HRW report on Afghanistan: civilian deaths after US and NATO airstrikes
Human Rights Watch publicou hoxe un informe de 43 páxinas sobre a morte de civís en Afganistán, debidas ós ataques aéreos das forzas dos Estados Unidos e da OTAN.
O informe leva por título “Troops in Contact”: Airstrikes and Civilian Deaths in Afghanistan. Copio un extracto da introducción:
In the past three years, the armed conflict in Afghanistan has intensified, with daily fighting between the Taliban and other anti-government insurgents against Afghan government forces and its international military supporters. The US, which operates in Afghanistan through its counter-insurgency forces in Operation Enduring Freedom (OEF) and as part of the NATO-led International Security Assistance Force (ISAF), has increasingly relied on airpower in counter-insurgency and counter-terrorism operations. The combination of light ground forces and overwhelming airpower has become the dominant doctrine of war for the US in Afghanistan. The result has been large numbers of civilian casualties, controversy over the continued use of airpower in Afghanistan, and intense criticism of US and NATO forces by Afghan political leaders and the general public.
As a result of OEF and ISAF airstrikes in 2006, 116 Afghan civilians were killed in 13 bombings. In 2007, Afghan civilian deaths were nearly three times higher: 321 Afghan civilians were killed in 22 bombings, while hundreds more were injured. In 2007, more Afghan civilians were killed by airstrikes than by US and NATO ground fire. In the first seven months of 2008, the latest period for which data is available, at least 119 Afghan civilians were killed in 12 airstrikes.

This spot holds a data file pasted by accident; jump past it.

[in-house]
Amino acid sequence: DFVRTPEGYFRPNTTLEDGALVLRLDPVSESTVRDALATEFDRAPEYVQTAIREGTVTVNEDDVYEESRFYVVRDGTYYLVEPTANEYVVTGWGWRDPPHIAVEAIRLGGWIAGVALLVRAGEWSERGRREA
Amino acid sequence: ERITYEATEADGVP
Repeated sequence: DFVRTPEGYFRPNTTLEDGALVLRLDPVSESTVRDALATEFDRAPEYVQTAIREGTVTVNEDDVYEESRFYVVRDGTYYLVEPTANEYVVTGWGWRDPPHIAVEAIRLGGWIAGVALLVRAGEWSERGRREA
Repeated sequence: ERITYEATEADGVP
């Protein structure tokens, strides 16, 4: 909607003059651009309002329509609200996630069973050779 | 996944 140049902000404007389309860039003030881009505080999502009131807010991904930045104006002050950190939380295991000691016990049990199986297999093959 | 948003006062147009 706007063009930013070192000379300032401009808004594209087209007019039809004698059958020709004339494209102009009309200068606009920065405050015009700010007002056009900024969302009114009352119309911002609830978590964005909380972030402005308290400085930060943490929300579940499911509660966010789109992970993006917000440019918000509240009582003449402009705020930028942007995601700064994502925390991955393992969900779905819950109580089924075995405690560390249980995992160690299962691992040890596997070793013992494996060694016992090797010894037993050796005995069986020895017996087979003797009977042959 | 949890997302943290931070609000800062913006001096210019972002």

These figures do not include the airstrike on August 22, 2008 in the village of Azizabad, where many civilians were killed in airstrikes in support of an OEF operation. Although the total number of dead was disputed at the time of writing, the political fallout was significant. The Afghan government ordered its ministries of foreign affairs and defense to review the presence of foreign troops and regulate their presence with a status of forces agreement, negotiate a possible end to airstrikes on civilian targets, uncoordinated house searches, and illegal detention of Afghan civilians.
This followed a July 20 airstrike in which US forces killed nine Afghan National Police officers in Farah province. The US, in particular US Special Operations Forces operating under OEF, have been heavily criticized for lack of coordination and communication with Afghan forces, and the deaths of the police officers highlights continuing problems in this area. Also on July 6, 2008, an airstrike against a “target of opportunity” (thought to be an insurgent force) in Nangahar province killed 47 Afghan civilians taking part in a wedding. Burhanullah Shinwari, who headed an Afghan investigation into the incident, said, “The Afghan people cannot afford more civilian casualties. Therefore, we will demand that President Karzai talk with foreign forces to bring an end to such attacks.”